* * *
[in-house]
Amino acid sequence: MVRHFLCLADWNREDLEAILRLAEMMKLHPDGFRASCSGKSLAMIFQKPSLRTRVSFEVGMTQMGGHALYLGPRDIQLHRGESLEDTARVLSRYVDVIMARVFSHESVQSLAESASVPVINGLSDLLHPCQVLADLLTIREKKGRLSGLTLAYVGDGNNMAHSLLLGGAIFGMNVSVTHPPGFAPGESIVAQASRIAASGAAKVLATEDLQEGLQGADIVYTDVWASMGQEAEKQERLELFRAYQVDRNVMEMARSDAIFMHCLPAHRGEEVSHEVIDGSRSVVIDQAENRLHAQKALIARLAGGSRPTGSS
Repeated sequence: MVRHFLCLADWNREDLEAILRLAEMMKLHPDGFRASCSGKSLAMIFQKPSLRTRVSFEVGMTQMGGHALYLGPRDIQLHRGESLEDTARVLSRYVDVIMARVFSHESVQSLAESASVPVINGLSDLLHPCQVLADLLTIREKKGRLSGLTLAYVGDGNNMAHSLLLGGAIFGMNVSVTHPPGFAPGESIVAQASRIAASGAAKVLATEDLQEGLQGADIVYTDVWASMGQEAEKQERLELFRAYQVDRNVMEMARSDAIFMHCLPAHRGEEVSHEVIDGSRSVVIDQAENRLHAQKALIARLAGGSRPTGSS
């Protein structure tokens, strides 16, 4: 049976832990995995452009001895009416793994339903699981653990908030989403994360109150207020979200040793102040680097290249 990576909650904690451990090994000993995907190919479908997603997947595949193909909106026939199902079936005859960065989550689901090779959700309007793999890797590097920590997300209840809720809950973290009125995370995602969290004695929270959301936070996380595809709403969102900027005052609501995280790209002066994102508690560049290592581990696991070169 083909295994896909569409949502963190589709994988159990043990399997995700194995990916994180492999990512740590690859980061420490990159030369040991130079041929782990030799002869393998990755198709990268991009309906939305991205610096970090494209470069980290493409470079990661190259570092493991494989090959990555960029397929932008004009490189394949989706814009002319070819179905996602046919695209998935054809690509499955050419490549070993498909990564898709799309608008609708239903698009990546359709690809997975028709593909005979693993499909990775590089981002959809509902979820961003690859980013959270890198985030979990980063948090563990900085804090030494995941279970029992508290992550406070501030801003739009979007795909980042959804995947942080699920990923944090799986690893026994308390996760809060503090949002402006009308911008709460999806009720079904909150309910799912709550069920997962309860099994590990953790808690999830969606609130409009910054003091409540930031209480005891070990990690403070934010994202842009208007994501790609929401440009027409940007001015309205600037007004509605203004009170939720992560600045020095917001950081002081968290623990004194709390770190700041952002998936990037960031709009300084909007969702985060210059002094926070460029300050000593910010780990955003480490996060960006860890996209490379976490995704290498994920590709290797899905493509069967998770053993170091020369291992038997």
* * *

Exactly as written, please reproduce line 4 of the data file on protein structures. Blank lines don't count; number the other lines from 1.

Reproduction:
């Protein structure tokens, strides 16, 4: 049976832990995995452009001895009416793994339903699981653990908030989403994360109150207020979200040793102040680097290249 990576909650904690451990090994000993995907190919479908997603997947595949193909909106026939199902079936005859960065989550689901090779959700309007793999890797590097920590997300209840809720809950973290009125995370995602969290004695929270959301936070996380595809709403969102900027005052609501995280790209002066994102508690560049290592581990696991070169 083909295994896909569409949502963190589709994988159990043990399997995700194995990916994180492999990512740590690859980061420490990159030369040991130079041929782990030799002869393998990755198709990268991009309906939305991205610096970090494209470069980290493409470079990661190259570092493991494989090959990555960029397929932008004009490189394949989706814009002319070819179905996602046919695209998935054809690509499955050419490549070993498909990564898709799309608008609708239903698009990546359709690809997975028709593909005979693993499909990775590089981002959809509902979820961003690859980013959270890198985030979990980063948090563990900085804090030494995941279970029992508290992550406070501030801003739009979007795909980042959804995947942080699920990923944090799986690893026994308390996760809060503090949002402006009308911008709460999806009720079904909150309910799912709550069920997962309860099994590990953790808690999830969606609130409009910054003091409540930031209480005891070990990690403070934010994202842009208007994501790609929401440009027409940007001015309205600037007004509605203004009170939720992560600045020095917001950081002081968290623990004194709390770190700041952002998936990037960031709009300084909007969702985060210059002094926070460029300050000593910010780990955003480490996060960006860890996209490379976490995704290498994920590709290797899905493509069967998770053993170091020369291992038997």